Like most Internet fads, it's been pretty well forgotten, but one of the hottest things online earlier this year was actor Christian Bale’s profanity-laced tirade at a crew member who stepped into a shot during filming of “Terminator: Salvation.”
It was pretty funny and certainly made Bale sound like a world-class jerk. He dropped numerous f-bombs, threatened to walk off the set if the guy didn’t get fired (the moviemakers notified the film’s insurance carrier, just in case Bale did, well, bail) and generally acted like spoiling a take is a worse sin than torturing puppies.
Still, as much as Bale sounded like somebody who should be washed down with a fire hose, I personally had to have a little sympathy for him, having once done something like that myself.
Back when I was working for the local daily, I once lost it in the middle of the newsroom. A certain editor accused me in front of the entire newsroom of blowing off a story. My professionalism being called into question is something I don’t take lightly and … I lost it. I stood in the middle of the newsroom yelling, swearing and generally comporting myself like Christian Bale.
The end result was a three-day suspension without pay and company-ordered anger management counseling.
What was really kind of funny is that as I recall, the reason I got suspended wasn’t so much for throwing a huge hissy-fit. It was for using a certain forbidden word something like three times during my tirade. Ironically enough, I remember very clearly thinking during my screaming episode “don’t swear, you’ll get in trouble.” But apparently, my brain and my mouth had disengaged, because my mouth never got that message. In fact, I asked another editor, a friend of mine who was there, “Did I actually say that?” “Yeah, you did,” he replied with a rueful smile.
I didn’t do anything that every reporter in the newsroom hadn’t at least considered at one time or another – the editor in question was notorious for making those kind of comments – but I was just stupid enough to actually do it.
Still, some good did come out of it. The anger management counseling was a wonderful thing. It was extremely revelatory; I discovered I have a problem with authority, something that apparently I was the last to know. I even knew where that problem came from, which is a whole other story, but let’s put it this way: I’m not likely to do anything as stupid as blowing up at a supervisor again. Forewarned is forearmed. Besides, I’m basically my own supervisor and blowing up at myself would seem counterproductive. And successful counseling is never a waste of time.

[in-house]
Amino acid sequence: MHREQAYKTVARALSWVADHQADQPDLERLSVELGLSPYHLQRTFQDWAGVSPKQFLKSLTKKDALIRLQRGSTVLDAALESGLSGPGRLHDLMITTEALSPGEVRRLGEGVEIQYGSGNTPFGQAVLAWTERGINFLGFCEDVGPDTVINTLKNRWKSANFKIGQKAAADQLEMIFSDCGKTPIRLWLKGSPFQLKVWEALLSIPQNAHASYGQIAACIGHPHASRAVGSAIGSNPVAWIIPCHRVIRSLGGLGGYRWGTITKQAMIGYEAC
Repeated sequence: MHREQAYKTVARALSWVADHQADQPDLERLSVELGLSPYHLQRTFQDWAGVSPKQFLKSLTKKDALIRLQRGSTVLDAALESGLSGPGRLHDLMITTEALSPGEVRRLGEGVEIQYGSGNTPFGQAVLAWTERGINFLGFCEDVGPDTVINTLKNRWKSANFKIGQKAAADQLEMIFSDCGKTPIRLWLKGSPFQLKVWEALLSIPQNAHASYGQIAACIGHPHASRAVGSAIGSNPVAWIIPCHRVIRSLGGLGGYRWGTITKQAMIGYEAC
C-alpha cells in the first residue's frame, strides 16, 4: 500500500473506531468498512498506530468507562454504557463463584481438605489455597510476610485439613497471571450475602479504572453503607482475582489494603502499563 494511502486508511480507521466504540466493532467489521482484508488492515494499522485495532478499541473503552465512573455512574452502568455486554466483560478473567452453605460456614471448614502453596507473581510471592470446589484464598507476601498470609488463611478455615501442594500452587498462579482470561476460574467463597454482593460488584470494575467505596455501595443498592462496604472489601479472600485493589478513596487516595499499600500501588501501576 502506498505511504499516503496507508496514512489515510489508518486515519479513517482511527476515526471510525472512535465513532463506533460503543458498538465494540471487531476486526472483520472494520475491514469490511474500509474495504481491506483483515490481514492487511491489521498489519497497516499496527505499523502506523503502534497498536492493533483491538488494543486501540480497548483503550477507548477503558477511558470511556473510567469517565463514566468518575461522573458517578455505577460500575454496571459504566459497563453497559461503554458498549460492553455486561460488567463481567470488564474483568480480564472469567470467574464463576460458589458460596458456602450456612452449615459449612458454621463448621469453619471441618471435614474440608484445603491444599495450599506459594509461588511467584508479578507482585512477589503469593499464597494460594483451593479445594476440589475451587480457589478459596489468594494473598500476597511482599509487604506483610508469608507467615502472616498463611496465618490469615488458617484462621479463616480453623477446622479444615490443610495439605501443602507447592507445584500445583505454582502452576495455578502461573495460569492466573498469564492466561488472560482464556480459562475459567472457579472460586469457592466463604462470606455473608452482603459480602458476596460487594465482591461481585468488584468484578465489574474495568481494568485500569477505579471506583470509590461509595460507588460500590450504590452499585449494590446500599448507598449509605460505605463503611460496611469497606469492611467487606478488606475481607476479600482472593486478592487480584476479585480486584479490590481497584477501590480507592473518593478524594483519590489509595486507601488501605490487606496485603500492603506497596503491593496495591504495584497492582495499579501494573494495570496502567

Anger is an interesting emotion. It’s what drives a lot of people in, and into, my business. There are many of us who became reporters out of a very basic sense of anger at how the world works. So much of what people do wrong is doubly grating because things don’t have to be done that way. For a reporter, it can be a great motivator to go after truth.
In fact, anger could be a great motivator for bringing the kind of change most of us would like to see. Imagine what an amazing world this could be if people got angry enough to stand up before those who make life so unfair and yelled, “STOP IT! THINGS DON’T HAVE TO BE THIS WAY! STOP IT NOW!”
Anger can also bring some good things, like humor. I have this angry guy theory of humor, which holds that the funniest people are angry at a very fundamental level. The two best comedians of their generation, George Carlin and Richard Pryor, were very angry guys in some ways. They worked it out in their art; they didn’t just make you laugh, they made you think about why the world is the way it is.
Not to be pollyannish here, though. In most cases, anger is a terribly destructive emotion. That guy at the end of the bar who’s looking for somebody to bust up is angry at nearly everything, but that doesn’t excuse the havoc he wreaks. That slimeball who cuffs his wife around might have some deeply rooted anger issues he’s working out, but that doesn’t make the blows hurt her any less. That mother who constantly insults her children may be cranky for good reasons, but the kids shouldn’t be paying for it.
And anger can make you stupid, as it did me. For one thing, it’s actually seductive. When the heat runs white, there’s a certain purity to the feeling. It puts you in touch with something primal. There’s an actual adrenalin rush. It isn’t exactly accompanied by clarity of thought, but extreme anger focuses you. For that brief moment, the universe seems to tighten down and all that exists is you, your anger and the object of your anger. It’s deeply unhealthy and destructive, but so are a lot of things people get addicted to. Few things in life are that pure. If you’ve ever had the experience – and nearly everybody has at least once – it’s easy to see how someone could become an anger junkie.
The problem is that in the end, anger is simply poisonous. If you can channel it into self-understanding or comedy, that’s one thing. But if all you can do is nurse it, nurture it, feed it, eventually it creeps into the center of your soul and rots it. That’s a high price to pay for a brief moment of purity.